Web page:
How to ask for career advice on LinkedIn

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Strategic Approaches to Tough Questions

The key to this balancing act comes down to tact. You can’t simply march into the interview and demand to know how much money and vacation time you’ll get. Instead, you need to approach these topics with diplomacy and finesse.

Here are few things for you to do to set up tactful, effective questions about salary or benefits:

Do Your Research

Never, ever ask a question without having established background knowledge on the topic. Do  independent research on the issues you care about. This helps you frame your specific questions and shows the interviewer you have done some proactive homework on the organization. Moreover, research gives you ammunition to have an informed and honest conversation with the interviewer about these topics.

Look on sites like Glassdoor and Comparably to get a sense of the company’s salary range and benefit structures. If possible, connect with existing employees on LinkedIn and ask them about the organization’s culture.

At the very least, make sure you reread the job description and review the company website. It’s possible that this research will give you all the information you need so that you avoid having to ask an awkward interview question altogether!

Be Careful About Your Wording

There’s always more than one way to phrase a question. Style and approach help you get the information you want. Choose your words and phrasing carefully when asking about what an employer will do for you.

Let’s dig into this. Sometimes using specific words can make all the difference. If you’re asking about salary, use the word “compensation” rather than “money and ask for a range rather than a specific number. Likewise, if you want to find out about work-life balance, it may be more useful to approach the topic in terms of “office culture.”

Timing Is Everything

There’s a right time and a wrong time to ask about compensation. I already mentioned the wrong time (as soon as you walk in the room.) The right time is generally after you’ve captured the interviewer’s interest by showing them you are a good fit for the job. Focus first on selling yourself and wait for the right opportunity to ask about benefits.

Look for strong signs of interest from the interviewer before broaching the topic of salary. Questions like “When can you start?” or “Can you provide references?” are generally a sign that an offer may be in the cards. This is when you have leverage to push the interviewer for more information about benefits.


Template for requesting a job offer extension

If you plan to email the hiring manager to ask for more time to consider a job offer, here is a template you can use:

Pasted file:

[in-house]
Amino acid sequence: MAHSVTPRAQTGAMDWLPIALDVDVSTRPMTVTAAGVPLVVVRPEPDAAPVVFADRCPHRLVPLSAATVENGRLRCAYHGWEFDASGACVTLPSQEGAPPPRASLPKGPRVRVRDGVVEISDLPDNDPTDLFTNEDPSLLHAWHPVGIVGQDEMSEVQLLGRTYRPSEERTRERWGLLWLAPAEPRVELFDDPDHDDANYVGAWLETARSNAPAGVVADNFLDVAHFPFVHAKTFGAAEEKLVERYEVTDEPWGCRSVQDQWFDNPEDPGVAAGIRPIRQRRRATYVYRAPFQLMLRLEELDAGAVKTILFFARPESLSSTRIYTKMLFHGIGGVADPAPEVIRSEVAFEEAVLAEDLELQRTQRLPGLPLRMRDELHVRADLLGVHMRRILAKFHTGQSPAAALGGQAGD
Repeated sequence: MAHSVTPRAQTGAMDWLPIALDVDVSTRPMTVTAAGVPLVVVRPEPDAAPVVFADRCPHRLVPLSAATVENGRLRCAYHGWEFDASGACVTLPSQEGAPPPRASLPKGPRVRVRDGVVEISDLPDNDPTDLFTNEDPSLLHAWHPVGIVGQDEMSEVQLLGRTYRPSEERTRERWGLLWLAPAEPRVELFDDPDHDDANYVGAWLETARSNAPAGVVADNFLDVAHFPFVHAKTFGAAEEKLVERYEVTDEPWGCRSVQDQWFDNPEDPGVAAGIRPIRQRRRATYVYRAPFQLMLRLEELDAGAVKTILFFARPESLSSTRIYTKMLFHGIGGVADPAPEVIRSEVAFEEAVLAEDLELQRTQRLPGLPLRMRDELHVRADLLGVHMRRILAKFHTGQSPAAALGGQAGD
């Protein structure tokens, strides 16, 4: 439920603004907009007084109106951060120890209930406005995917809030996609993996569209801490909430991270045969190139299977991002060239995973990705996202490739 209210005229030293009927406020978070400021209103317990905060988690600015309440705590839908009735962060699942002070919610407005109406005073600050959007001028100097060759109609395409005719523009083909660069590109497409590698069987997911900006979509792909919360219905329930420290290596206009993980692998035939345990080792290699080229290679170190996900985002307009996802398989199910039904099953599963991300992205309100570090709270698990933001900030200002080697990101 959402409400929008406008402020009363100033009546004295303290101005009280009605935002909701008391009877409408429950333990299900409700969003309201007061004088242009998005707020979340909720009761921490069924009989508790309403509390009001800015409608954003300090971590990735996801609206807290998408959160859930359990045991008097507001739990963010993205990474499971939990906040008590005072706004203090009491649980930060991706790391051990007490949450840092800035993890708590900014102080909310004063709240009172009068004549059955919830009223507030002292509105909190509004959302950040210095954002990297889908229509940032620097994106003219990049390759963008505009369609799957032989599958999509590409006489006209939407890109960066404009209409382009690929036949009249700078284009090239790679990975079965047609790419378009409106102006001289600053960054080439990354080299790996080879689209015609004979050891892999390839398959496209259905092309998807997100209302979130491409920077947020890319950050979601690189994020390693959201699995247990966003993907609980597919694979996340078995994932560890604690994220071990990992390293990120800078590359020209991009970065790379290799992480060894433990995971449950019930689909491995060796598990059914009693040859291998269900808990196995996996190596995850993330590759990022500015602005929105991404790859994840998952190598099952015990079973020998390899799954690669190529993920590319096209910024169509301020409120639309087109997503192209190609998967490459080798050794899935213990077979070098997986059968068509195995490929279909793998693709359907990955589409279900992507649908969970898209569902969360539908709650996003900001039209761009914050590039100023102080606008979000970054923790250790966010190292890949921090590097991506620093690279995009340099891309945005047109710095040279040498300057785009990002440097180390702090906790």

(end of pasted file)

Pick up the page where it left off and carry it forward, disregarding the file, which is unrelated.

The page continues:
Subject Line: [Your Name – Position Title] – Job Offer

Dear [Hiring Manager’s Name],

[Thank the hiring manager for the offer. It’s important that they know you’re grateful for the offer and you want to seriously consider it. State your specific reason for asking for time to consider the offer and the date you’d like to give your response by. If you have any questions about the offer, you can ask them or request a phone call to discuss them in detail.] 

[Thank the hiring manager again for the opportunity.If you need to request the hiring manager to contact you to discuss details, offer some times that would work for you. You can write, ‘You can reach me by phone at 555-555-5555 or by email at’]

[Use a professional closing, like ‘Sincerely,’ or ‘Regards,’]

[Your Name][Your Phone Number][Your Email Address]

How to ask about benefits work-life balance

Bring it up softly

“Can you tell a bit about the internal culture in your organization?”

This is, admittedly, a broad question but the interviewer’s response will tell you a lot about the organization’s expectations for employees. An organization with a highly competitive internal culture probably means long hours in the office. A company that describes itself as “family-friendly” or “laid back” is generally going to be more generous in terms of work-life balance.

Ask a more granular question to gain an understanding of schedule

“If I were to be offered the job, what would my average day / average week look like?”

This is a bit more pointed than the previous prompt, and will give you a better sense of the employer’s expectations for your specific role. Again, this will illuminate general schedule for your work life.

Ask the interviewer

“What do you like best about working for this company?”

Get the interviewer talking about their own experience in the organization. Interviewers are people too, and they may share some of the office perks that wouldn’t come up in a more direct question.

Establish your work-life boundaries

“Having dinner with my family is important to me. Would it be possible to start my workday at 7:30am so that I can leave, most days, by 4pm?”

Again, it’s usually best to reserve these very specific questions until later in the interviewing process, when you have the most leverage with the employer. Even then, the best way to structure the question is to include a solution as part of of the query. This way, you don’t put the pressure on the employer to figure out how to accommodate your needs; instead you’re proactively offering a reasonable fix, making it easier for the interviewer to say “yes.”


  • Don’t contact someone about professional matters through their personal phone number, email or social media accounts unless they’ve told you it’s alright to do so.

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  • Avoid begging or groveling if you’re not offered the job right away. This may annoy the employer and make you come across as needy.

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